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Roger Tomlinson changed the face of geography as a discipline when he introduced geographic information system technology (GIS) in the late 1960s, which scans maps into a computer and allows data built into those maps to be analyzed along with related statistical information about the region.

This meant mapping the whole environment - not just physical landmarks, but population patterns, animal migration routes and land suitable for tourism, compiled together for ease of reference.

It began during a chance encounter with Lee Pratt, then head of Canada Land Inventory, on a flight from Ottawa to Toronto in 1961. Mr. Pratt was tasked with developing a comprehensive map of one million square miles of Canadian land, and took to Mr. Tomlinson's ideas during the chance meeting. Mr. Tomlinson's work on that project evolved into the Canada Geographic Information System, and Canada the became the first country in the world to have a computerized GIS.

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Mr. Tomlinson's mapping system is the enabler of our modern computer mapping and global positioning systems. It laid the foundation for Google Maps and GPS receivers in cars.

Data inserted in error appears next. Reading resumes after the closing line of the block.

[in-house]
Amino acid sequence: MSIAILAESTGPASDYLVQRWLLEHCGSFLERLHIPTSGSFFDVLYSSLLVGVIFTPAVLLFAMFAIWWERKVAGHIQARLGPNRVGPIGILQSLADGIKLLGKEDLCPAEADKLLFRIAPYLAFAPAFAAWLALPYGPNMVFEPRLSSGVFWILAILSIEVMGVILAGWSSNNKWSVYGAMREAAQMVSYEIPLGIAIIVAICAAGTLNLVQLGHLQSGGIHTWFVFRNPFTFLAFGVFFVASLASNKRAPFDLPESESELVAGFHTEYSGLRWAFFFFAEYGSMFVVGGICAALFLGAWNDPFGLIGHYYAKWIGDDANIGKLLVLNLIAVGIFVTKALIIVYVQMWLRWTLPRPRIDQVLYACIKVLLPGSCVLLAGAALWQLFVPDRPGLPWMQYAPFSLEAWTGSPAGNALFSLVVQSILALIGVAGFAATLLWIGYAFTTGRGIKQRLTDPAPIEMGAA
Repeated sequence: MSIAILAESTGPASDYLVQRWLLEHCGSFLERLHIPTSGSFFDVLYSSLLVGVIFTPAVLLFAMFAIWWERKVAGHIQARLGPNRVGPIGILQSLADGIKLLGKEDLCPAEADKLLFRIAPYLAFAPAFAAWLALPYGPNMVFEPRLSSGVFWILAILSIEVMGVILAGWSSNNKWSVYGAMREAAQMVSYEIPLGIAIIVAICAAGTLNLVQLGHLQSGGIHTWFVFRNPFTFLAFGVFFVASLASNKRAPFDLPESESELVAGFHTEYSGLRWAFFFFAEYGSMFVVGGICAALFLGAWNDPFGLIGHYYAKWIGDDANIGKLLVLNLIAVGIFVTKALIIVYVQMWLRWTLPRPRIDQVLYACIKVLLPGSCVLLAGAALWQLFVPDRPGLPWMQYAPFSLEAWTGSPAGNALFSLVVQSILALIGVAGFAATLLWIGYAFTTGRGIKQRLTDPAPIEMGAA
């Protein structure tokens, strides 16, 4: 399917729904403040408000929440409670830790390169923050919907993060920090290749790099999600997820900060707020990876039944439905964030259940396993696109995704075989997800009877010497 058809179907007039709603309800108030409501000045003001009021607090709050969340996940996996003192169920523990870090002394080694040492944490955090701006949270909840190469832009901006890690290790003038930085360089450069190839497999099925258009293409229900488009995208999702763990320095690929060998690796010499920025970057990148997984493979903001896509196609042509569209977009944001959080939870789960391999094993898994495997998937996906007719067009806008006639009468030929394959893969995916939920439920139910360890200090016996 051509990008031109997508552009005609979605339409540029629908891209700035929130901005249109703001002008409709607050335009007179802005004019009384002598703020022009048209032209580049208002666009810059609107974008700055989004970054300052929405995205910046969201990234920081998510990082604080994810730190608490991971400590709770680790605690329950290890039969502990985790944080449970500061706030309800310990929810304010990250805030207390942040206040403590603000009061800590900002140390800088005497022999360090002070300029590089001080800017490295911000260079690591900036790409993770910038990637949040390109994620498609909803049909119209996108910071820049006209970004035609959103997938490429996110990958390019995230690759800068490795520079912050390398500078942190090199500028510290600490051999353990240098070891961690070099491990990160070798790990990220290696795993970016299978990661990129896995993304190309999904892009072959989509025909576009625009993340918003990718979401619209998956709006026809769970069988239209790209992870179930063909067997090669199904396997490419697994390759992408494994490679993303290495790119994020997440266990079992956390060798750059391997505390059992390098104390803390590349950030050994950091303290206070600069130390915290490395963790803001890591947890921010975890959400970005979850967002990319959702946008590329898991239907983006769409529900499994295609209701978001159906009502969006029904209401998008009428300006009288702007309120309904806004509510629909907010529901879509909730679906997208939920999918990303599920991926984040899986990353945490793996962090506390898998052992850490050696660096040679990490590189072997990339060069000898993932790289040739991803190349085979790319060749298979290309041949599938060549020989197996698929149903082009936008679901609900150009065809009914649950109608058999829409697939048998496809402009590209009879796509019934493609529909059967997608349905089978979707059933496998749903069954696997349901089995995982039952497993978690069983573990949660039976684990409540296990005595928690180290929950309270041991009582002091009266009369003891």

The Ottawa-born geographic information systems are now used in over 400,000 institutions in more than 135 countries; far from being just an academic success, millions of people are now involved in the $51-billion per year industry.

Mr. Tomlinson is the recipient of The Geospatial Information & Technology Association's 2010 Lifetime Achievement Award, the highest honour the association can bestow, which recognizes an individual's lifelong contributions and long-standing commitment to the geospatial industry. He is the principal of Tomlinson Associates, Ltd., Consulting Geographers; clients have included the World Bank, and the United Nations Food and Agriculture Organization.

Nominator: Mark Phillips, Ottawa

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